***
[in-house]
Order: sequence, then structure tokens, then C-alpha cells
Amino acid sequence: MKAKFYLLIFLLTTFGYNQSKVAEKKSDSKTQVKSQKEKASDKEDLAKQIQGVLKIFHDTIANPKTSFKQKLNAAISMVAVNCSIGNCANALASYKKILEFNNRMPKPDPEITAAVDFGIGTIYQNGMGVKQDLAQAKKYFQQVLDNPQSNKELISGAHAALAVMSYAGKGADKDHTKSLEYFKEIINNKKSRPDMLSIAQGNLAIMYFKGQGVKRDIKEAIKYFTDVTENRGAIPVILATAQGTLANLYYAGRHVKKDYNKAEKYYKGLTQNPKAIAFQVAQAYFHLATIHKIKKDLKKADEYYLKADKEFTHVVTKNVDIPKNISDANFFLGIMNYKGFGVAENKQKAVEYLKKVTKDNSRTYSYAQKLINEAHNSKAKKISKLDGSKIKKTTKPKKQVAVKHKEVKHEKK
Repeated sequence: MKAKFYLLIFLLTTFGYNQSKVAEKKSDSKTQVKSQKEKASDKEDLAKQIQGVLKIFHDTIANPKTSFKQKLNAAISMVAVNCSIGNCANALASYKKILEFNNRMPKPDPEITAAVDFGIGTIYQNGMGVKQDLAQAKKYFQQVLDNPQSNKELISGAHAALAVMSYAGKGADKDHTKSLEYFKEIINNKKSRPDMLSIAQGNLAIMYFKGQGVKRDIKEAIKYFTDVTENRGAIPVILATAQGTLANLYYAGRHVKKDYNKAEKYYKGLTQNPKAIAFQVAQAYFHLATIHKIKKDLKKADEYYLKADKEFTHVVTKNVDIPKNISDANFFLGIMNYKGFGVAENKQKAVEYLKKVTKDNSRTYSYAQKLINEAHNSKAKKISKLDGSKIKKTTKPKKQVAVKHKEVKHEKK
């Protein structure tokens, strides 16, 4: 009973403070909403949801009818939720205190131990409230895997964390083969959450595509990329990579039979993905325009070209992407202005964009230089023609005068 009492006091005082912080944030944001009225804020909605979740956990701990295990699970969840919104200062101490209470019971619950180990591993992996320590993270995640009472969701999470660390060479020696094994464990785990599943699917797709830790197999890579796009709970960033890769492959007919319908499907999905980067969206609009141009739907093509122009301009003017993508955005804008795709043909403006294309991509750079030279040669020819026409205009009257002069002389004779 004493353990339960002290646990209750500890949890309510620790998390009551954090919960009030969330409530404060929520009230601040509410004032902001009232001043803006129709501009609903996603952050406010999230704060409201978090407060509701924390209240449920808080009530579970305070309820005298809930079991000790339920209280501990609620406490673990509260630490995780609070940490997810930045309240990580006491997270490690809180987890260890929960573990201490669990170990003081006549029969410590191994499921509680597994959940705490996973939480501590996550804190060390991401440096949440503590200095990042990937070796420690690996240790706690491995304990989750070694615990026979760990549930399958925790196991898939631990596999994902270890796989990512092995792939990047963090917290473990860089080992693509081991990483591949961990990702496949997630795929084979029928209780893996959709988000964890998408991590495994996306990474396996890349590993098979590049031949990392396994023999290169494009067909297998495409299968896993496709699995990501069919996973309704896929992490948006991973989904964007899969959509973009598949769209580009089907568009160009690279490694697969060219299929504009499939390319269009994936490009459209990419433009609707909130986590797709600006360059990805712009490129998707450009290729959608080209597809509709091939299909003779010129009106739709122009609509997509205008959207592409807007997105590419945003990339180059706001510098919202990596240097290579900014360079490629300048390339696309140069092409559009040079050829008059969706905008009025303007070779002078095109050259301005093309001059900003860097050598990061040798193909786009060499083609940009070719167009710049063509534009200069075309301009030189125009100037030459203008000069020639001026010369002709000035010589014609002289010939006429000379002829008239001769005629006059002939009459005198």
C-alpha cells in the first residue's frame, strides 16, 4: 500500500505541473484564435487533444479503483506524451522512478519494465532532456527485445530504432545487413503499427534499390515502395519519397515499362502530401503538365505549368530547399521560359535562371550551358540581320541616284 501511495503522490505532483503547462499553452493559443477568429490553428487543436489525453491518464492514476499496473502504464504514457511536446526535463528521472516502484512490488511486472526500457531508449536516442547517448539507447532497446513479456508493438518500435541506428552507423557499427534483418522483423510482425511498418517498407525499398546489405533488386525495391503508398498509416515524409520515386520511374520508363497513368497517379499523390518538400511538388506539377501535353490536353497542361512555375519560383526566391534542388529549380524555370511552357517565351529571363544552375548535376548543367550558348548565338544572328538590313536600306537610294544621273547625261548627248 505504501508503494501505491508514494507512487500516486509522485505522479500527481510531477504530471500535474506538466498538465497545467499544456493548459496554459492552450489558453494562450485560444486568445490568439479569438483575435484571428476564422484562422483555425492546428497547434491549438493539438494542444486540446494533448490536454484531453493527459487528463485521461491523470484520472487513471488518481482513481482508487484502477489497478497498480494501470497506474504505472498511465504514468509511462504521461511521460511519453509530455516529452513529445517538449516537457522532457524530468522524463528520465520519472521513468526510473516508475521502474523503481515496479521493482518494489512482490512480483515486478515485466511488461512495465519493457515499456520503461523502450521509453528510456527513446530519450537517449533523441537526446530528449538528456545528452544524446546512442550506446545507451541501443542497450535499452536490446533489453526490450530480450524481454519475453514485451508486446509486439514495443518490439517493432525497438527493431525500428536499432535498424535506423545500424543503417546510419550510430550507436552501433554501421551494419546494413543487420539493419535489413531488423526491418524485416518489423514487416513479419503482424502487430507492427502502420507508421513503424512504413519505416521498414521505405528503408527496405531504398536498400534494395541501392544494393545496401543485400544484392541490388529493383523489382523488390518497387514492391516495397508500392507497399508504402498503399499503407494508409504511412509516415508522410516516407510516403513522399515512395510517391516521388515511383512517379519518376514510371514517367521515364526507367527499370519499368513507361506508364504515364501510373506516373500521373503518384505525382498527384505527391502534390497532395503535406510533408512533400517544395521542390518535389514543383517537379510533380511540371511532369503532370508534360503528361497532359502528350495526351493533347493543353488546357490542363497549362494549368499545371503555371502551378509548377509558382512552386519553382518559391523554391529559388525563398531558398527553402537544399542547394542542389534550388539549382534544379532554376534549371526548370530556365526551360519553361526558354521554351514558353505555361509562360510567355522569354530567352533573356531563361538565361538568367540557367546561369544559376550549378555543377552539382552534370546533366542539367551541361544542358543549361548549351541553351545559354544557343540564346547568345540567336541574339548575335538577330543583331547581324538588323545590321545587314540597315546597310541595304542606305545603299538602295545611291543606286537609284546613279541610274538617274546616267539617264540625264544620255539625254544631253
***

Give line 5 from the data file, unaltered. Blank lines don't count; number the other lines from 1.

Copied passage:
């Protein structure tokens, strides 16, 4: 009973403070909403949801009818939720205190131990409230895997964390083969959450595509990329990579039979993905325009070209992407202005964009230089023609005068 009492006091005082912080944030944001009225804020909605979740956990701990295990699970969840919104200062101490209470019971619950180990591993992996320590993270995640009472969701999470660390060479020696094994464990785990599943699917797709830790197999890579796009709970960033890769492959007919319908499907999905980067969206609009141009739907093509122009301009003017993508955005804008795709043909403006294309991509750079030279040669020819026409205009009257002069002389004779 004493353990339960002290646990209750500890949890309510620790998390009551954090919960009030969330409530404060929520009230601040509410004032902001009232001043803006129709501009609903996603952050406010999230704060409201978090407060509701924390209240449920808080009530579970305070309820005298809930079991000790339920209280501990609620406490673990509260630490995780609070940490997810930045309240990580006491997270490690809180987890260890929960573990201490669990170990003081006549029969410590191994499921509680597994959940705490996973939480501590996550804190060390991401440096949440503590200095990042990937070796420690690996240790706690491995304990989750070694615990026979760990549930399958925790196991898939631990596999994902270890796989990512092995792939990047963090917290473990860089080992693509081991990483591949961990990702496949997630795929084979029928209780893996959709988000964890998408991590495994996306990474396996890349590993098979590049031949990392396994023999290169494009067909297998495409299968896993496709699995990501069919996973309704896929992490948006991973989904964007899969959509973009598949769209580009089907568009160009690279490694697969060219299929504009499939390319269009994936490009459209990419433009609707909130986590797709600006360059990805712009490129998707450009290729959608080209597809509709091939299909003779010129009106739709122009609509997509205008959207592409807007997105590419945003990339180059706001510098919202990596240097290579900014360079490629300048390339696309140069092409559009040079050829008059969706905008009025303007070779002078095109050259301005093309001059900003860097050598990061040798193909786009060499083609940009070719167009710049063509534009200069075309301009030189125009100037030459203008000069020639001026010369002709000035010589014609002289010939006429000379002829008239001769005629006059002939009459005198």